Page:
Additional things to know
1. Although the time actually spent before the judge on the case is relatively limited (5 to 10 minutes), you should plan to spend at least an hour to account for unexpected delays (including possible technical glitches in the case of Zoom conferences). Additionally, the use of cellphones is not allowed during the appearance, so make sure the volume is turned off.
2. The court reporter will take down verbatim what everyone says. This written transcript is then filed with the court about 28 days later.
3. Different judges want varying degrees of detail, which may change depending on the court’s case load, requiring flexibility by the lawyer on how to proceed. The presentation approach will differ slightly based on the circumstances at the time. Try to follow your lawyer’s lead.
What happens after the prove-up
At the end of the prove-up, the judge will sign the judgment and the appropriate orders the lawyers submitted. Next, the clerk enters the documents into the electronic case record. In theory, all the records will then be stored in the clerk’s files (hard copies) and the computer (electronic copies). Typically, your lawyer will receive copies signed by the judge usually within a couple of days.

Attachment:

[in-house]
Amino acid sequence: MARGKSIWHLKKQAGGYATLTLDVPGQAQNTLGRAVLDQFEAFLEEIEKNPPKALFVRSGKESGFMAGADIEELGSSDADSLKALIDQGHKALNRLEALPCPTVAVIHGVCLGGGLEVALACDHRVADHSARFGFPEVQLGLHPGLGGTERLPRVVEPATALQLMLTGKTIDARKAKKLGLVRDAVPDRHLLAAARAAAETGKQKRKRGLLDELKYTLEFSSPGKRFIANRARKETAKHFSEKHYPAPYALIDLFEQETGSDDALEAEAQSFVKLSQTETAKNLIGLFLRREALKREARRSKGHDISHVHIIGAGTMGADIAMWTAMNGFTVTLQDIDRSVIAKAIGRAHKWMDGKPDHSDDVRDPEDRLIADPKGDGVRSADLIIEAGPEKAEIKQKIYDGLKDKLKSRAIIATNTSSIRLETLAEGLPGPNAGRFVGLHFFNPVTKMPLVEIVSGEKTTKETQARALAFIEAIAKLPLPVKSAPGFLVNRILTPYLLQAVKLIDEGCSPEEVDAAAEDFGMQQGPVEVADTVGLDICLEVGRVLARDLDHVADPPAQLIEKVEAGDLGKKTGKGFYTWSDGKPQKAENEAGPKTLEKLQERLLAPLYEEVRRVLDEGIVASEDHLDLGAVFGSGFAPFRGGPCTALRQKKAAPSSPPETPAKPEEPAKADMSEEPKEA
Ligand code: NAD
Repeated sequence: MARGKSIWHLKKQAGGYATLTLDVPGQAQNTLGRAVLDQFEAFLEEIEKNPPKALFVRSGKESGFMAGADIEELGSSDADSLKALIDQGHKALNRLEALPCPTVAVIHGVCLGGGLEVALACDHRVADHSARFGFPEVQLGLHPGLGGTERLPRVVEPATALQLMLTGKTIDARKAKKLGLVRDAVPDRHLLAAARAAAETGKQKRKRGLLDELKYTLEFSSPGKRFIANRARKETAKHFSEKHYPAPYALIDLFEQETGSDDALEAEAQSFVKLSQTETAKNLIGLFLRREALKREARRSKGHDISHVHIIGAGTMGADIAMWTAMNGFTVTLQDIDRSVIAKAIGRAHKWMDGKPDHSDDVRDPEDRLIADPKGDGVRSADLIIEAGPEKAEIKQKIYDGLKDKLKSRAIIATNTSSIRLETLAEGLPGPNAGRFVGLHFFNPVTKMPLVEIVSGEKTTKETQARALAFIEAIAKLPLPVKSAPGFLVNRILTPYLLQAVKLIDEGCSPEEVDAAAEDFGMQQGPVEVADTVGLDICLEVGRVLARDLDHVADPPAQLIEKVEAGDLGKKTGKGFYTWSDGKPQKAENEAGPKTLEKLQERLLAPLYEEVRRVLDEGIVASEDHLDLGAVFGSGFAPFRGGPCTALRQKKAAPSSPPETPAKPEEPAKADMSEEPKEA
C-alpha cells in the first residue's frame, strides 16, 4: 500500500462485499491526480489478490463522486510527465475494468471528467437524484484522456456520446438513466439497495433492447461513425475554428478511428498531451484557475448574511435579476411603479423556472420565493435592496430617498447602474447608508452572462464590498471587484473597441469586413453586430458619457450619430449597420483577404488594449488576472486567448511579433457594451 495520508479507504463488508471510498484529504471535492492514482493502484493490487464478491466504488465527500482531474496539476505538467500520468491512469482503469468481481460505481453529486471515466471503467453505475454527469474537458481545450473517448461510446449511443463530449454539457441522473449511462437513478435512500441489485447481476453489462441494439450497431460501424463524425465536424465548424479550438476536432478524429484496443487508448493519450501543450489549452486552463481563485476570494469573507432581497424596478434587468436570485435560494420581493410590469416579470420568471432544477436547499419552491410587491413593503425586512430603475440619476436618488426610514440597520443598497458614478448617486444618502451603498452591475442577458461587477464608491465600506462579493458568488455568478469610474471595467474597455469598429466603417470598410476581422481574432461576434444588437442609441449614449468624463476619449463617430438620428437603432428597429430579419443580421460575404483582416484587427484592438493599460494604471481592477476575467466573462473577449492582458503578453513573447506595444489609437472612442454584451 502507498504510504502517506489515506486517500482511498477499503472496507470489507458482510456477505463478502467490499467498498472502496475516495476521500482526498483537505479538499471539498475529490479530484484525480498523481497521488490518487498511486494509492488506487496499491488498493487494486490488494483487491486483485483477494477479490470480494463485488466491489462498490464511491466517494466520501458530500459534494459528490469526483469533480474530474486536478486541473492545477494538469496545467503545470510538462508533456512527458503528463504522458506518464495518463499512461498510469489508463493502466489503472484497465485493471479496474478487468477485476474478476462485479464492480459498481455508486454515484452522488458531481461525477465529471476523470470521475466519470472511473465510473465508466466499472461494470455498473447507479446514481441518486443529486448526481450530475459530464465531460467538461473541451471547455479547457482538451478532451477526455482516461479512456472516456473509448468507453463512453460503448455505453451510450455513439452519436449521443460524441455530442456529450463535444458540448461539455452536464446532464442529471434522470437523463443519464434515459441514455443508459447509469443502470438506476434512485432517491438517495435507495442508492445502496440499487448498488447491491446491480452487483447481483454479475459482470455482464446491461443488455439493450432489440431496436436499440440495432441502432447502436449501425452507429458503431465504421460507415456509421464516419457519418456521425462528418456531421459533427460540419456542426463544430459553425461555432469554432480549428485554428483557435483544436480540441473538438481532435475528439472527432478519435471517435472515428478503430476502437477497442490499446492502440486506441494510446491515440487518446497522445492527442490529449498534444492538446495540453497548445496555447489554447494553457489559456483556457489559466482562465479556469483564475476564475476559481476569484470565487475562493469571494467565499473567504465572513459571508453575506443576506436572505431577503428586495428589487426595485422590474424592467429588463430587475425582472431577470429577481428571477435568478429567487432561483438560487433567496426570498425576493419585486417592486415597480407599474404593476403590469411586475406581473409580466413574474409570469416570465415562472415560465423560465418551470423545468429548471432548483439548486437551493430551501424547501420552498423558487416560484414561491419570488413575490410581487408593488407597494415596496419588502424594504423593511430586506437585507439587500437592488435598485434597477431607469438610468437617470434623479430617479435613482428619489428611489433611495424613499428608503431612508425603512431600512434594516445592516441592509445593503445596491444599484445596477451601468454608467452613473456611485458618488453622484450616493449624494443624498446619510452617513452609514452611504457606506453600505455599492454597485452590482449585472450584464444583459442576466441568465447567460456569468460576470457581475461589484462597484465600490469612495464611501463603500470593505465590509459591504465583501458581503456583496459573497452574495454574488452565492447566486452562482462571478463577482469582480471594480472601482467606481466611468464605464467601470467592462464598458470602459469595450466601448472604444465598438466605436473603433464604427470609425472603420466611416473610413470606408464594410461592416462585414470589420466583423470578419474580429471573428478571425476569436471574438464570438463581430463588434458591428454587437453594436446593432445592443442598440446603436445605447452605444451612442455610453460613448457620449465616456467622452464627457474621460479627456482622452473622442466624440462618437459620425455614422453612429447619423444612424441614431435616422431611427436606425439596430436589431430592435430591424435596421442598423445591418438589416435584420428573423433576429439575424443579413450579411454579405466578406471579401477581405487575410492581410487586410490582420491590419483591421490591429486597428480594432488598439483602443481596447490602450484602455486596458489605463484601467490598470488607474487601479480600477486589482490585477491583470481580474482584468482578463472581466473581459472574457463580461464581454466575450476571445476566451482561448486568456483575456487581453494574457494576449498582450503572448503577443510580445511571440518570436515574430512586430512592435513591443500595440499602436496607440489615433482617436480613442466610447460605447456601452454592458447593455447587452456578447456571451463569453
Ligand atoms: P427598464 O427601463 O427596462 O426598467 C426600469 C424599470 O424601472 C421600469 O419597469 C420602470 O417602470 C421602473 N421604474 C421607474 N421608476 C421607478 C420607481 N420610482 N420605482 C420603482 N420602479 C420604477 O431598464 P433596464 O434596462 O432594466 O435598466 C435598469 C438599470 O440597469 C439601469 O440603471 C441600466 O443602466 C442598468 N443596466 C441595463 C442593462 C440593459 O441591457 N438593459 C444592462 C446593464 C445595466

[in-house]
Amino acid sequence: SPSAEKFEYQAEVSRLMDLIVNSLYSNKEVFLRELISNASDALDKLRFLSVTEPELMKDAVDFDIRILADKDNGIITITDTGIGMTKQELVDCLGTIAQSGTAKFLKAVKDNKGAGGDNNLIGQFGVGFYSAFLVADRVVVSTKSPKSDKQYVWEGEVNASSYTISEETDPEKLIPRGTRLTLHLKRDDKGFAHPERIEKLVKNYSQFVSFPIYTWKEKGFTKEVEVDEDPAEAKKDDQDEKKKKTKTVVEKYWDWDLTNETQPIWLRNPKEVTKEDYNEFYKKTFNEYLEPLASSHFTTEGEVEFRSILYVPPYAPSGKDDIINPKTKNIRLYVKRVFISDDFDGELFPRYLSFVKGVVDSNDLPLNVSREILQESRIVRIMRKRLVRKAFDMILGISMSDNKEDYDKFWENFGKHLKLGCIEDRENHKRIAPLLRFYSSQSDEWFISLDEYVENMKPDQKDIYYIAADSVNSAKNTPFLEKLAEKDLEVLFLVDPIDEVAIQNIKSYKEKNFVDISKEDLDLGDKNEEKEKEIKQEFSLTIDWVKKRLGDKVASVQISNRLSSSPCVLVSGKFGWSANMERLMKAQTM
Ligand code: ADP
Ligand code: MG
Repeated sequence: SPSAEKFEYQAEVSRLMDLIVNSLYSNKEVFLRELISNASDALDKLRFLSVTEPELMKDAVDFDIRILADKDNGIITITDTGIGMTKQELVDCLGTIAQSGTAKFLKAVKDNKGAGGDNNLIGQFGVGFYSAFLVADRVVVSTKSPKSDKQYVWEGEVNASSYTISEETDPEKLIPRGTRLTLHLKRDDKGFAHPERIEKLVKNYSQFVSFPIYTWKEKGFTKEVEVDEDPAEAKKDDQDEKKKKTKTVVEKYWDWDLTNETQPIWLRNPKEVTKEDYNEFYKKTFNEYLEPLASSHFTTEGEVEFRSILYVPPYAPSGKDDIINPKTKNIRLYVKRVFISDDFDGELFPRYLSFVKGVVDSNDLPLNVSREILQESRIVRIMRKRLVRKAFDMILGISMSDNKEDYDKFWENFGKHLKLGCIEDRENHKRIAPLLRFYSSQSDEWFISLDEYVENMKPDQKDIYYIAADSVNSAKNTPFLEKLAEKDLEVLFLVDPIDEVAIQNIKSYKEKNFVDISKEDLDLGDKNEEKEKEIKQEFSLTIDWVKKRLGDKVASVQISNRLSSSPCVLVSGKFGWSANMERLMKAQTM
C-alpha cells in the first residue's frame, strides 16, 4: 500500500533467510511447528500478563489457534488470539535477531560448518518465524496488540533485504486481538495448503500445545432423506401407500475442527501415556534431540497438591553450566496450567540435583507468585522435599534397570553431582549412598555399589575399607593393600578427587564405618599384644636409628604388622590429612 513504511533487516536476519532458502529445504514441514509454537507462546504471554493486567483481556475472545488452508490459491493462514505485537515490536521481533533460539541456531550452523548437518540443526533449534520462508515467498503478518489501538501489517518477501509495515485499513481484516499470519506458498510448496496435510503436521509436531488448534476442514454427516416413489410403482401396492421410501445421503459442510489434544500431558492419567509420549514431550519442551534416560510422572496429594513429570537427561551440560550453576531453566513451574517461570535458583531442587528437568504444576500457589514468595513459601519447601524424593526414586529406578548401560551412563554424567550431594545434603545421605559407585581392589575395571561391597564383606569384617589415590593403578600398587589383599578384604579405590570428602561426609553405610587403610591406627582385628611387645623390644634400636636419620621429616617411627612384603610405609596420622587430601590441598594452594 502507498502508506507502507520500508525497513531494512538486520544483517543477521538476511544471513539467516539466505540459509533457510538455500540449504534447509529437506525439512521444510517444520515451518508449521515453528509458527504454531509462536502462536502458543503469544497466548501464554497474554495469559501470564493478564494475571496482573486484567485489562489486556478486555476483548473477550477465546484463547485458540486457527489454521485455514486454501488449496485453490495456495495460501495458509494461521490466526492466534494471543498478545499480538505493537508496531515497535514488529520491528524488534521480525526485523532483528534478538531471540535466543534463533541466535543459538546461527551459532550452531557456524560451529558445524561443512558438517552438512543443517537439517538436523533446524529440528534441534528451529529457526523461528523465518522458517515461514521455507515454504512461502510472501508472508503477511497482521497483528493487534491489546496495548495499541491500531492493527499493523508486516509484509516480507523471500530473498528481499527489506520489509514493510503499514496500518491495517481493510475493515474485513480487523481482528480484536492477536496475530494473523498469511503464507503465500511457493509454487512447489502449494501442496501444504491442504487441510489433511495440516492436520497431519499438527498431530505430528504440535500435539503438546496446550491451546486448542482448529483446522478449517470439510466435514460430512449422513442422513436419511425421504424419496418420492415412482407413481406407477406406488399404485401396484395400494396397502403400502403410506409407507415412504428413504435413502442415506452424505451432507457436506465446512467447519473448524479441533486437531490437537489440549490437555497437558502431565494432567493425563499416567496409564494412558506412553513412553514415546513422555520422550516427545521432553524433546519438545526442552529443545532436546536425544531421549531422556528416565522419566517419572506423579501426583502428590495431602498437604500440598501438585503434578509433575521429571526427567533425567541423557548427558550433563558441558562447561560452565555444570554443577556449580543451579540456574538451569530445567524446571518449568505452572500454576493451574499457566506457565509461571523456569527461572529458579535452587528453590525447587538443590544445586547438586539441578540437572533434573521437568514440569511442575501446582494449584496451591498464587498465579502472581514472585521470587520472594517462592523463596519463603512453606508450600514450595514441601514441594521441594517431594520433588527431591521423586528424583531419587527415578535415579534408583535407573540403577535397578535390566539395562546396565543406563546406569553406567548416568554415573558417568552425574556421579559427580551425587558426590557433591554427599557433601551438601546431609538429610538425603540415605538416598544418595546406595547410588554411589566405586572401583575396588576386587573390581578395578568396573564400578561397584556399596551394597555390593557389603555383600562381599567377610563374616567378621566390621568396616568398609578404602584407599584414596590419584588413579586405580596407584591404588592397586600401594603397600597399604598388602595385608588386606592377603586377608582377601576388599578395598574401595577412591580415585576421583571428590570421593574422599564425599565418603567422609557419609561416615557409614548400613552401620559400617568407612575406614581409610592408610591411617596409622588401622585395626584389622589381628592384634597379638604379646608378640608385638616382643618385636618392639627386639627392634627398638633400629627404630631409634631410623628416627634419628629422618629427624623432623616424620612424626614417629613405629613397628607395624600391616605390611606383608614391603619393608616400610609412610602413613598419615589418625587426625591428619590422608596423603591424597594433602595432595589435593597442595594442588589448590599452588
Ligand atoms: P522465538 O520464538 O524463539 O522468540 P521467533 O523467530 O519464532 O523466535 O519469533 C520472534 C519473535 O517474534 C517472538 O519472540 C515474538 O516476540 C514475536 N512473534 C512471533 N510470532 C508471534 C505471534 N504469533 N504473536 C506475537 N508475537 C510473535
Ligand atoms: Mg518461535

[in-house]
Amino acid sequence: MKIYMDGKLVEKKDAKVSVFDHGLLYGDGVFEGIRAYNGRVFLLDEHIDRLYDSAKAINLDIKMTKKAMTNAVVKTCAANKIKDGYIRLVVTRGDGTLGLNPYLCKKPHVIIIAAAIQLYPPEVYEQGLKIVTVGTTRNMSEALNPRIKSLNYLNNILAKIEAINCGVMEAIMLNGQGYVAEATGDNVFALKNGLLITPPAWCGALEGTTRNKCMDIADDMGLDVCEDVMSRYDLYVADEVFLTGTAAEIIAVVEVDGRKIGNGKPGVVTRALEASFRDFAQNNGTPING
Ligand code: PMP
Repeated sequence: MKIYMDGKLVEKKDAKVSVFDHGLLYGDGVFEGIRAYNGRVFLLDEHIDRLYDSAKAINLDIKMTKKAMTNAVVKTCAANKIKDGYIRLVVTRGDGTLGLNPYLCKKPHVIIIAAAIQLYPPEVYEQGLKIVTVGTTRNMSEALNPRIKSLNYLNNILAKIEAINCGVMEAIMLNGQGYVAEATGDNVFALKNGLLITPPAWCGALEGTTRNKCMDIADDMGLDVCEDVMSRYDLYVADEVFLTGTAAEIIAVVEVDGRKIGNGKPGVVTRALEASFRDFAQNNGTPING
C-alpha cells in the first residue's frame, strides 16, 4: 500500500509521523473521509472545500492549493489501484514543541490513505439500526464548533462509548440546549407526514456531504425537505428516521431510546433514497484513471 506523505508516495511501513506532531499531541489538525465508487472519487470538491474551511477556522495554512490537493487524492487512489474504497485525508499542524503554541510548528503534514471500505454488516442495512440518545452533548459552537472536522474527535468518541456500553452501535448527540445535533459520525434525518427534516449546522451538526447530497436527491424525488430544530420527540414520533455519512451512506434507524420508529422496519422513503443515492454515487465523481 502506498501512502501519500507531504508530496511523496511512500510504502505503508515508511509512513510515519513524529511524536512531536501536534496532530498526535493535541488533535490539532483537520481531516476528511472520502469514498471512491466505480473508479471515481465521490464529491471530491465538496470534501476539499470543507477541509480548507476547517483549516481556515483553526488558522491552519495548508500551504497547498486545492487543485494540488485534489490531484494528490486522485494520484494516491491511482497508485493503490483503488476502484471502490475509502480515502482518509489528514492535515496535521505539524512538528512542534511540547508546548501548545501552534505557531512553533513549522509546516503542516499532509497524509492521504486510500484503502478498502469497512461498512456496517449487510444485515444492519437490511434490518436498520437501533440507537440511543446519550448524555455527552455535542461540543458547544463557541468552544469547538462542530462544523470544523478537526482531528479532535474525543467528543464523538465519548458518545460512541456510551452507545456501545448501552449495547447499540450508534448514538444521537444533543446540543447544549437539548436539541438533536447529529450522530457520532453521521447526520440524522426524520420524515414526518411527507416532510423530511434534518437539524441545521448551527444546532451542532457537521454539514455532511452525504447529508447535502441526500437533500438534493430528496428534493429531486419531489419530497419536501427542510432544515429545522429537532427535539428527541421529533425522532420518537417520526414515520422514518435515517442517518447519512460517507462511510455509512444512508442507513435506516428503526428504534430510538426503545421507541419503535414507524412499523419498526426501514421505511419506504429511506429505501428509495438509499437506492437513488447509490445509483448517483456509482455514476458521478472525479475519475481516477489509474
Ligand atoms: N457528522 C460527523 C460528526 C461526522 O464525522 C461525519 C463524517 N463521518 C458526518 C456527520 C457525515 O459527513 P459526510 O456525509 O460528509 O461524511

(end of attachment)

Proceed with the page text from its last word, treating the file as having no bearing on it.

The transcript that the court reporter prepares typically arrives about 28 days afterward, and your lawyer will proofread it, make corrections as necessary, file it with the court, and send you a copy.
When the prove-up is completed, you are not technically divorced until the judge signs your judgment and delivers the copies. Even though the judge may say the words, “a judgment for dissolution of marriage is hereby entered,” according to the law, the divorce is not effective until the judge signs the judgment and allows it to be given to the parties.
The lawyers at LSR Family Law Group make it a point to talk with our clients a day or so before the actual court appearance to run through the questions and address any concerns our client may have about the process. Be assured that our goal is to minimize surprises and deliver what the client wants most — a smooth and peaceful experience.
*The person who is the petitioner must be at court, and the case can proceed without the respondent providing that s/he knows about the court date and has consciously chosen not to be there, but I strongly encourage both parties to attend the prove-up. It’s important, from a psychological perspective and to attain true closure, that each party be present when the judge says the words that award a judgment of dissolution to both parties.